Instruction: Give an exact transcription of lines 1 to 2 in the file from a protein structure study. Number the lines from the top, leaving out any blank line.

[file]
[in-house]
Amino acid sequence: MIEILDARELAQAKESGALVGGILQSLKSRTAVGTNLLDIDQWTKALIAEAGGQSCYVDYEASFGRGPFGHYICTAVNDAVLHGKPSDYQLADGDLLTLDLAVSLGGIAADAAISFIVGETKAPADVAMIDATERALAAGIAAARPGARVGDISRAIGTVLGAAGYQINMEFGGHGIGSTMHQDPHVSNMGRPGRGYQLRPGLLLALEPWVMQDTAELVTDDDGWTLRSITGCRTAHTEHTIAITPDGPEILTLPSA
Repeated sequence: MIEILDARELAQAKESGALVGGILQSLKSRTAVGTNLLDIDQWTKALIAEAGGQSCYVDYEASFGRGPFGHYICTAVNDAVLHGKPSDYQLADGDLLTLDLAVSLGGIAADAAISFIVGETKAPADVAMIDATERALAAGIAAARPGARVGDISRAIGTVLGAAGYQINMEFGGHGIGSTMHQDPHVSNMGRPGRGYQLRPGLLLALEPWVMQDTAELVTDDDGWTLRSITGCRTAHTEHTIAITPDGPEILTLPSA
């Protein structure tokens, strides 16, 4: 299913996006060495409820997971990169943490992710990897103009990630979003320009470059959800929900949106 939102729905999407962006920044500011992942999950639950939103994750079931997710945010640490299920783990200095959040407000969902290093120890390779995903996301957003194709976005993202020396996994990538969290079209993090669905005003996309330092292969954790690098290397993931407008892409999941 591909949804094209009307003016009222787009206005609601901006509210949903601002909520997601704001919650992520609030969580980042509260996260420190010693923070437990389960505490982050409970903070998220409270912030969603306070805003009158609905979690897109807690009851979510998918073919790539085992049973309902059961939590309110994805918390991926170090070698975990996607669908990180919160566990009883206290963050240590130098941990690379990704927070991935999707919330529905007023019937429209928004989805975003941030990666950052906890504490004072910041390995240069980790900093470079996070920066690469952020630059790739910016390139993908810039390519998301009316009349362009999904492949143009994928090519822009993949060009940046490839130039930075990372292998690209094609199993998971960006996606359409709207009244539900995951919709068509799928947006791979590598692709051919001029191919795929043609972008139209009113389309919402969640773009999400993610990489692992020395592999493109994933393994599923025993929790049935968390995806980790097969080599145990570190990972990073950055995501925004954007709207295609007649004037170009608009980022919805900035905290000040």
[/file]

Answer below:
[in-house]
Amino acid sequence: MIEILDARELAQAKESGALVGGILQSLKSRTAVGTNLLDIDQWTKALIAEAGGQSCYVDYEASFGRGPFGHYICTAVNDAVLHGKPSDYQLADGDLLTLDLAVSLGGIAADAAISFIVGETKAPADVAMIDATERALAAGIAAARPGARVGDISRAIGTVLGAAGYQINMEFGGHGIGSTMHQDPHVSNMGRPGRGYQLRPGLLLALEPWVMQDTAELVTDDDGWTLRSITGCRTAHTEHTIAITPDGPEILTLPSA